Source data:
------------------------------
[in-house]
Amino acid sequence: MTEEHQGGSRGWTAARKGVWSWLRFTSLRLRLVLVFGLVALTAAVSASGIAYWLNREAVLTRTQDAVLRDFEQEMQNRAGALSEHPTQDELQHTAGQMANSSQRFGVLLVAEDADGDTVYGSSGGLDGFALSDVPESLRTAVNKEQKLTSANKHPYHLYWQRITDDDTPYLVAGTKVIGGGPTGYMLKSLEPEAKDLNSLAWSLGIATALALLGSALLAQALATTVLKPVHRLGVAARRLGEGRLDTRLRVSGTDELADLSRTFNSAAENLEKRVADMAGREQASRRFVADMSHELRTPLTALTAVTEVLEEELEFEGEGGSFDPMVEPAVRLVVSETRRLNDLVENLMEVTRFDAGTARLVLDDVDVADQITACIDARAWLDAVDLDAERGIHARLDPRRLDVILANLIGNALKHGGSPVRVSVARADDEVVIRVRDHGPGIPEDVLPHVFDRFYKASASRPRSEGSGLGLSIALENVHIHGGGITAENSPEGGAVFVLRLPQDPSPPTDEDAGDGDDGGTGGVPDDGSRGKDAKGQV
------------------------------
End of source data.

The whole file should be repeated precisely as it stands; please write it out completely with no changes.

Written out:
[in-house]
Amino acid sequence: MTEEHQGGSRGWTAARKGVWSWLRFTSLRLRLVLVFGLVALTAAVSASGIAYWLNREAVLTRTQDAVLRDFEQEMQNRAGALSEHPTQDELQHTAGQMANSSQRFGVLLVAEDADGDTVYGSSGGLDGFALSDVPESLRTAVNKEQKLTSANKHPYHLYWQRITDDDTPYLVAGTKVIGGGPTGYMLKSLEPEAKDLNSLAWSLGIATALALLGSALLAQALATTVLKPVHRLGVAARRLGEGRLDTRLRVSGTDELADLSRTFNSAAENLEKRVADMAGREQASRRFVADMSHELRTPLTALTAVTEVLEEELEFEGEGGSFDPMVEPAVRLVVSETRRLNDLVENLMEVTRFDAGTARLVLDDVDVADQITACIDARAWLDAVDLDAERGIHARLDPRRLDVILANLIGNALKHGGSPVRVSVARADDEVVIRVRDHGPGIPEDVLPHVFDRFYKASASRPRSEGSGLGLSIALENVHIHGGGITAENSPEGGAVFVLRLPQDPSPPTDEDAGDGDDGGTGGVPDDGSRGKDAKGQV